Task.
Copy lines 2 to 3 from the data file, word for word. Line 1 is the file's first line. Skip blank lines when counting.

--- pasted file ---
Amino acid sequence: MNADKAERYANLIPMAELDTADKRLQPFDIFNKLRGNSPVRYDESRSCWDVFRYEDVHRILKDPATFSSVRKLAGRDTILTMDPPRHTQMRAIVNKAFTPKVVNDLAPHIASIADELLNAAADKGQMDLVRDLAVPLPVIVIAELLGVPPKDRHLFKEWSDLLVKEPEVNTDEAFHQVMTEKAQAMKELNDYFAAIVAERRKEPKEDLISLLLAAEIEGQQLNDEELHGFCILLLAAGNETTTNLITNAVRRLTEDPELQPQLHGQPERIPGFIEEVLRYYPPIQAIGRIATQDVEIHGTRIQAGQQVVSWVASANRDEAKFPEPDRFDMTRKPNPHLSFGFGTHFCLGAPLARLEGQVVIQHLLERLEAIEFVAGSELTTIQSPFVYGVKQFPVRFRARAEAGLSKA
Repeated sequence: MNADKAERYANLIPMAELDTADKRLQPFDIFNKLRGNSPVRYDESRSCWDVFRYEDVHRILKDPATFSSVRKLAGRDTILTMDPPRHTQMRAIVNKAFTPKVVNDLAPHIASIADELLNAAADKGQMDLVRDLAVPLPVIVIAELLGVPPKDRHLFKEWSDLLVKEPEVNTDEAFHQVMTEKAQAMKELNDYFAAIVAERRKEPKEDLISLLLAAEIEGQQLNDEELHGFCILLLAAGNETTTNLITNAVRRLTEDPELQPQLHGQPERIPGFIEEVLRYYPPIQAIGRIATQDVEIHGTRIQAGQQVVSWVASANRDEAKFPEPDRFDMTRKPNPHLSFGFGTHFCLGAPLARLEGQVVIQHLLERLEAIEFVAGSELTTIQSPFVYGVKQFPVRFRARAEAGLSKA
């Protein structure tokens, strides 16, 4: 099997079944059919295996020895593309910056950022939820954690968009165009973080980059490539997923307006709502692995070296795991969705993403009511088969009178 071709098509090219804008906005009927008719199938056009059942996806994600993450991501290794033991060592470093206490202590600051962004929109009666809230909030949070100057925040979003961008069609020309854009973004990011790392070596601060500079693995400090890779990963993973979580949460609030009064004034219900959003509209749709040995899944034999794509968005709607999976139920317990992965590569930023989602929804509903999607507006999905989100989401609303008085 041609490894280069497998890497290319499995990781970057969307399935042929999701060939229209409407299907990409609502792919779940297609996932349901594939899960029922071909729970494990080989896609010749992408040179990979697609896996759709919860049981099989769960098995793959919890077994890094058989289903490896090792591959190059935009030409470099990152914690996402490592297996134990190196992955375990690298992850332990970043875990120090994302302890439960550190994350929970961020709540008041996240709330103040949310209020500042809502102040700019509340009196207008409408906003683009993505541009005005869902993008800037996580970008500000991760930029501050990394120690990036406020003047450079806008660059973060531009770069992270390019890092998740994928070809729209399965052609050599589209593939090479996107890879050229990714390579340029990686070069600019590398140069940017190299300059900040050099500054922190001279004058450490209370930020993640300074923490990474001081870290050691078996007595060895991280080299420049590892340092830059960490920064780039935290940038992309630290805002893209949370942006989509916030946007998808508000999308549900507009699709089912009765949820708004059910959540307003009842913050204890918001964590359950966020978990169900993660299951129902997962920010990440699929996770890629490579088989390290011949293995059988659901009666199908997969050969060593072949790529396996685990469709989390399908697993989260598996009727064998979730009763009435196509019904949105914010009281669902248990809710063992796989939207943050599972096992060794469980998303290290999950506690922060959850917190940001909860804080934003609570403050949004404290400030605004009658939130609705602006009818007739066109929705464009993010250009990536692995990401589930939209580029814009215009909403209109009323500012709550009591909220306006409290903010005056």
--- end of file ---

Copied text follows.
Repeated sequence: MNADKAERYANLIPMAELDTADKRLQPFDIFNKLRGNSPVRYDESRSCWDVFRYEDVHRILKDPATFSSVRKLAGRDTILTMDPPRHTQMRAIVNKAFTPKVVNDLAPHIASIADELLNAAADKGQMDLVRDLAVPLPVIVIAELLGVPPKDRHLFKEWSDLLVKEPEVNTDEAFHQVMTEKAQAMKELNDYFAAIVAERRKEPKEDLISLLLAAEIEGQQLNDEELHGFCILLLAAGNETTTNLITNAVRRLTEDPELQPQLHGQPERIPGFIEEVLRYYPPIQAIGRIATQDVEIHGTRIQAGQQVVSWVASANRDEAKFPEPDRFDMTRKPNPHLSFGFGTHFCLGAPLARLEGQVVIQHLLERLEAIEFVAGSELTTIQSPFVYGVKQFPVRFRARAEAGLSKA
């Protein structure tokens, strides 16, 4: 099997079944059919295996020895593309910056950022939820954690968009165009973080980059490539997923307006709502692995070296795991969705993403009511088969009178 071709098509090219804008906005009927008719199938056009059942996806994600993450991501290794033991060592470093206490202590600051962004929109009666809230909030949070100057925040979003961008069609020309854009973004990011790392070596601060500079693995400090890779990963993973979580949460609030009064004034219900959003509209749709040995899944034999794509968005709607999976139920317990992965590569930023989602929804509903999607507006999905989100989401609303008085 041609490894280069497998890497290319499995990781970057969307399935042929999701060939229209409407299907990409609502792919779940297609996932349901594939899960029922071909729970494990080989896609010749992408040179990979697609896996759709919860049981099989769960098995793959919890077994890094058989289903490896090792591959190059935009030409470099990152914690996402490592297996134990190196992955375990690298992850332990970043875990120090994302302890439960550190994350929970961020709540008041996240709330103040949310209020500042809502102040700019509340009196207008409408906003683009993505541009005005869902993008800037996580970008500000991760930029501050990394120690990036406020003047450079806008660059973060531009770069992270390019890092998740994928070809729209399965052609050599589209593939090479996107890879050229990714390579340029990686070069600019590398140069940017190299300059900040050099500054922190001279004058450490209370930020993640300074923490990474001081870290050691078996007595060895991280080299420049590892340092830059960490920064780039935290940038992309630290805002893209949370942006989509916030946007998808508000999308549900507009699709089912009765949820708004059910959540307003009842913050204890918001964590359950966020978990169900993660299951129902997962920010990440699929996770890629490579088989390290011949293995059988659901009666199908997969050969060593072949790529396996685990469709989390399908697993989260598996009727064998979730009763009435196509019904949105914010009281669902248990809710063992796989939207943050599972096992060794469980998303290290999950506690922060959850917190940001909860804080934003609570403050949004404290400030605004009658939130609705602006009818007739066109929705464009993010250009990536692995990401589930939209580029814009215009909403209109009323500012709550009591909220306006409290903010005056």